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FINANCIAL SYSTEMS ROLE IN THE ECONOMIC DEVELOPMENT Without financial system it is quite difficult and expensive to allocate resource

and shift risks to its lowest level (low economic development). Financial system plays an important role in the economic development and it is divided into financial markets and institutions. The role of the financial system is to gather or pool money from people and businesses that have more than they need currently and transmit those funds to those who can use them for either consumption or investment. The larger the flow of funds and the more efficient their allocation is, the better the economic output and welfare of the economy and society. A healthy economy is dependent on efficient transfers of resources from people who are net savers (surplus) to firms and individuals who need capital. Without efficient transfers, the economy simply could not function. Obviously, the level of employment and productivity, hence our standard of living, would be much lower. Therefore, it is absolutely essential that our financial market functions efficiently, not only quickly, but also at a minimal

cost. So this paper is written to describe the importance of financial system to the economic development of a nation. It will also seek to highlight the techniques used to allocate funds or resource and also risk minimization. Lastly, it attempts to identify the financial intermediation players and the instruments used in doing so. ASSET ALLOCATION BETWEEN SAVERS (SURPLUS) AND BORROWERS (DEFICIT) PARTS The financial system consists of financial markets and institutions. Financial markets are where people buy and sell, win and lose, bargain and argue about the price and the product/services. The only difference between financial markets and normal market that we know is that in the financial markets people buy and sell financial instruments like stocks, mortgage contracts, and bonds and so on. Financial institutions, as part of financial system, they also play an important role in economic development by facilitating the flow of funds from surplus unit (savers) to the deficit unit (borrowers). They are firms such as credit unions, commercial banks, finance institutions, insurance companies and etc.

Economic elements or parties that are involved can be divided into households, business organizations, and government. Business often needs capital to implement growth plans; government requires funds to finance building projects; and households frequently want loans for example to purchase homes, cars and so on. Fortunately, there are other individuals or households and firms with incomes greater than their expenditures (surplus budget position). Therefore financial markets bring together people and 2 organizations needing money with those having surplus funds. In other words, the purpose of the financial system is to transfer funds from savers to the borrowers in the most effective and efficient possible manner. And that job can be done by direct financing or by indirect financing. Despite the method of transferring the resources the objective is to bring the involving parties together at the lowest possible cost. a. Direct Financing: In direct financing borrowers and savers exchange money and financial instruments directly. Borrowers or deficit units issue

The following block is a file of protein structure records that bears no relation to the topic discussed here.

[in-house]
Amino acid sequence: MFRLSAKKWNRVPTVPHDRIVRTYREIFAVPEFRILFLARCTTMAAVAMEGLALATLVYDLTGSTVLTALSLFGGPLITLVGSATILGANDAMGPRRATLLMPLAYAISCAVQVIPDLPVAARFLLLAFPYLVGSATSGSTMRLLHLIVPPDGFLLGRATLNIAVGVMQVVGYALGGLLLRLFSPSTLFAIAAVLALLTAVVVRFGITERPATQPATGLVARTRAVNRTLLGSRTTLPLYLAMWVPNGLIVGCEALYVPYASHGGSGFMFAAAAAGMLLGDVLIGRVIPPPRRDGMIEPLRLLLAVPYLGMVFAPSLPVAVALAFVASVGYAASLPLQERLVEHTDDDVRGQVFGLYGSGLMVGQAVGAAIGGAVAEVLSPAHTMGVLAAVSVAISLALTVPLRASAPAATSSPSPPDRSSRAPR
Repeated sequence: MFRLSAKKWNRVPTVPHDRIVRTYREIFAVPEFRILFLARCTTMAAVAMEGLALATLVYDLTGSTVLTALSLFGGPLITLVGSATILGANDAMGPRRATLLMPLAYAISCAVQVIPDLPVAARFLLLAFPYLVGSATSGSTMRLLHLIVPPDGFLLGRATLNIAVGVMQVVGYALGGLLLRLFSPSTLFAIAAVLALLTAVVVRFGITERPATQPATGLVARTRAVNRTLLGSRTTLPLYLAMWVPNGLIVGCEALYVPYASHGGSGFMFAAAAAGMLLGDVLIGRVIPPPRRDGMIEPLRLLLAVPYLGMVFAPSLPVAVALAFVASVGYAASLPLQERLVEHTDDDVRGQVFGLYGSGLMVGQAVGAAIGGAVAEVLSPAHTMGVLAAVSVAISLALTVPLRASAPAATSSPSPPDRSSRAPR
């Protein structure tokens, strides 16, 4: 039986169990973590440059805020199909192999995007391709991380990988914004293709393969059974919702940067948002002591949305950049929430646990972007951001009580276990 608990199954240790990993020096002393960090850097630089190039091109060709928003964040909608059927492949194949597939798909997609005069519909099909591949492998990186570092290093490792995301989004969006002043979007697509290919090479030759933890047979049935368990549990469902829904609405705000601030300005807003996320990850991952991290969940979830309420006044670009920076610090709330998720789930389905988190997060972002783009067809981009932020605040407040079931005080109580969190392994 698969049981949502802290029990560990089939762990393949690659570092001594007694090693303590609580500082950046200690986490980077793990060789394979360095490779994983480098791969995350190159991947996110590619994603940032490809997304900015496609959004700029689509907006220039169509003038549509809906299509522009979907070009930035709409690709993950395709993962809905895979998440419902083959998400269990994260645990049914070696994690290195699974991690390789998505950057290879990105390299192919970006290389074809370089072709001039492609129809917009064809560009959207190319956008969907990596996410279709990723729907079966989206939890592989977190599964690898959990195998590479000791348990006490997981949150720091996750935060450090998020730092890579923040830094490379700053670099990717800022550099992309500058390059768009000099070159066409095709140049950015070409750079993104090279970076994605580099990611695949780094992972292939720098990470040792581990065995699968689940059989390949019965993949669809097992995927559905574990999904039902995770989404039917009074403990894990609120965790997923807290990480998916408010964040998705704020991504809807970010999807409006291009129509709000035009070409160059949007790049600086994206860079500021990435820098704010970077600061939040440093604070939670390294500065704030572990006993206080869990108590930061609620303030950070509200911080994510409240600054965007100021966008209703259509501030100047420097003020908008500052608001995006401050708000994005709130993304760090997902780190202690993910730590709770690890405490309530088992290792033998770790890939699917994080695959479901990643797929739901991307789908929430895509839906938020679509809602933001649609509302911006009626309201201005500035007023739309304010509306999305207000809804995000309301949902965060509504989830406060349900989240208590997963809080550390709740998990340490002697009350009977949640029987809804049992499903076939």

financial claims (they are claims against someone elses money at a future date) on themselves and sell directly to savers or surplus units for money. The savers hold the financial claims as interest bearing instruments and they can sell it in financial markets. Upon agreed time or maturity date borrowers have to give back the savers principle plus the agreed interest rate. b. Indirect financing: A problem that arises from direct financing brought the usage of indirect financing. Sometimes the savers or surplus units cant wait to hold financial claims till maturity date therefore they sell the financial claims to the financial intermediation and take their funds from them to do whatever they please. BENEFITS OF FINANCIAL INTERMEDIATION (INSTITUTIONS) Financial intermediaries have three main sources of proportional advantage compare to others. First, financial institutions can achieve economies of balance through specialization of what they offer and do, because they handle large numbers of transactions, they are able minimize the fixed cost

through spreading between them. Second, financial institutions searching and transaction cost for credit information can be minimized. Lastly, financial institutions have the ability to get important information concerning the borrowers financial position because they have a history of exercising discretion with this type of information, and they also can reduce unreliable information concerning about the borrower. SERVICES OF FINANCIAL INSTITUTIONS In transferring resource allocation from direct financing to indirect financing, financial institutions provide the following five basic services: a. Currency alteration: Buying financial claims denominated in one currency and selling financial claims denominated in another currencies. b. Quantity Divisibility: Financial institutions are capable in producing a broad range of quantity from one dollar to many millions, by gathering from different people. Business e-Bulletin Vol. 1, Issue 1, 2009, 1-5 3 c. Liquidity: Easy to liquidate the instruments by buying direct financial claims with low liquidity and issuing indirect financial claims with more liquidity.